Everything about the backstory of Hassmann’s feature is inspiring, especially to independent filmmakers who commit one hundred percent to their vision, whatever it may be. Unfortunately, the result is one of those films that just doesn’t work. Even for a picaresque plot comprised of incidents and moments, it’s a flat and disjointed effort that lurches forward and stops and lurches forward again throughout its brief running time—a labor of love that doesn’t deliver.
The over-reaching production values are characterized by unconvincing green-screen work, which might possibly have been converted from a liability to an asset if the movie had leaned into the chintziness and gone for something more “storybook.” The actors (including the late Peter Bogdanovich as an alcoholic manager at the hotel where Greta stays, and Blaine Gray as Duke, a good-hearted Elvis impersonator) are stuck playing cartoony, cardboard-cutout, indie-movie Americana “types,” defined by one or two traits. The humor seems to want to be bubblegum sweet and bitingly satirical at the same time, impulses that cancel each other out.
It might have worked in spite of itself if Hassmann’s performance were powerful enough to gather it all up and unify it through sheer originality and energy. But while she’s an attractive, likable, sympathetic lead, there’s no discernible comic point-of-view to her performance, and her physical resemblance to Madeline Kahn circa-1970s doesn’t do her any favors. You may find yourself imagining what a brilliant, constantly surprising performer like Kahn, or a modern equivalent like Kristen Wiig, or an unknown who was more of a dynamo, might have done instead.
Or perhaps not. The character of Greta is narratively a zero, drifting from one disaster to the next, whether she’s accidentally setting her husband’s house on fire during her nighttime escape or hiding the nest-egg of Euros she took from him under a motel mattress only to wake up to find that it was stolen following a drunken escapade with a strange man.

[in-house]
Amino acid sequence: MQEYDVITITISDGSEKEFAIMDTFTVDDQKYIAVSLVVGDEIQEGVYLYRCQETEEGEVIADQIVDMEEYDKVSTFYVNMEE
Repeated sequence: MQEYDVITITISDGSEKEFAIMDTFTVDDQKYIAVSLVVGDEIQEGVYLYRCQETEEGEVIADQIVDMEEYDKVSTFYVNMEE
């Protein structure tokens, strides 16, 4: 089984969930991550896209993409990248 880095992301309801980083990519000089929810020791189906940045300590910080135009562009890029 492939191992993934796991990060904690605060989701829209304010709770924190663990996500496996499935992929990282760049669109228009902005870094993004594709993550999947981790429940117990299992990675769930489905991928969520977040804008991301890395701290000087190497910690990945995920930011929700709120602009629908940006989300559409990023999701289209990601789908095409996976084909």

Naive blank-slate protagonists like Gulliver, Candide, Forrest Gump and Barbie were at least supported by a storyteller’s unified architecture and focused drive. This film keeps genuflecting towards a more cartoonishly “big” mode, leaving Greta abandoned on the side of a highway and having her seem to drop out of the sky in front of bewildered onlookers and so forth. But although it obviously appreciates that type of slapstick, it doesn’t know how to execute it in a way that sells it, so the result is more cringe-inducing than hilarious or charming. And in the end, it’s hard to say what its opinion is of America, Germany, marriage, the role of pop culture iconography in shaping personalities, or anything else. Is this a satire? It carries itself as if it has something to say. But what?
The CinemaScope-dimension imagery, credited to Marco Cappetta and Alexa Ihrt, is the second best thing about the film, although there are moments when it overwhelms the slightness of what’s onscreen. The best thing about the movie is the near-nonstop use of snippets of Willie Nelson’s music, but you could create that on your own with a playlist, were you so inclined.
“Willie and Me” is made from love and a dream. I’ve rarely rooted harder for a movie to succeed or been sadder when it didn’t.
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